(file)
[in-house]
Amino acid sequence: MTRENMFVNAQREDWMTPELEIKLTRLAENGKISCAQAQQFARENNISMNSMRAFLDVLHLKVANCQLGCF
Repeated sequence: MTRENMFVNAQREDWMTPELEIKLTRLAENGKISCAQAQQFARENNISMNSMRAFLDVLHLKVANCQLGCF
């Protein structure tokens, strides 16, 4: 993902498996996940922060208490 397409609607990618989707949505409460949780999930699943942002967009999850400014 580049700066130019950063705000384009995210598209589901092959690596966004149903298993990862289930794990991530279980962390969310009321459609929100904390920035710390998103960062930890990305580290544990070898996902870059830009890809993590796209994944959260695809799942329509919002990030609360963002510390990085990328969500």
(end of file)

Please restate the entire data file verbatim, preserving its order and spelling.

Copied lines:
[in-house]
Amino acid sequence: MTRENMFVNAQREDWMTPELEIKLTRLAENGKISCAQAQQFARENNISMNSMRAFLDVLHLKVANCQLGCF
Repeated sequence: MTRENMFVNAQREDWMTPELEIKLTRLAENGKISCAQAQQFARENNISMNSMRAFLDVLHLKVANCQLGCF
């Protein structure tokens, strides 16, 4: 993902498996996940922060208490 397409609607990618989707949505409460949780999930699943942002967009999850400014 580049700066130019950063705000384009995210598209589901092959690596966004149903298993990862289930794990991530279980962390969310009321459609929100904390920035710390998103960062930890990305580290544990070898996902870059830009890809993590796209994944959260695809799942329509919002990030609360963002510390990085990328969500």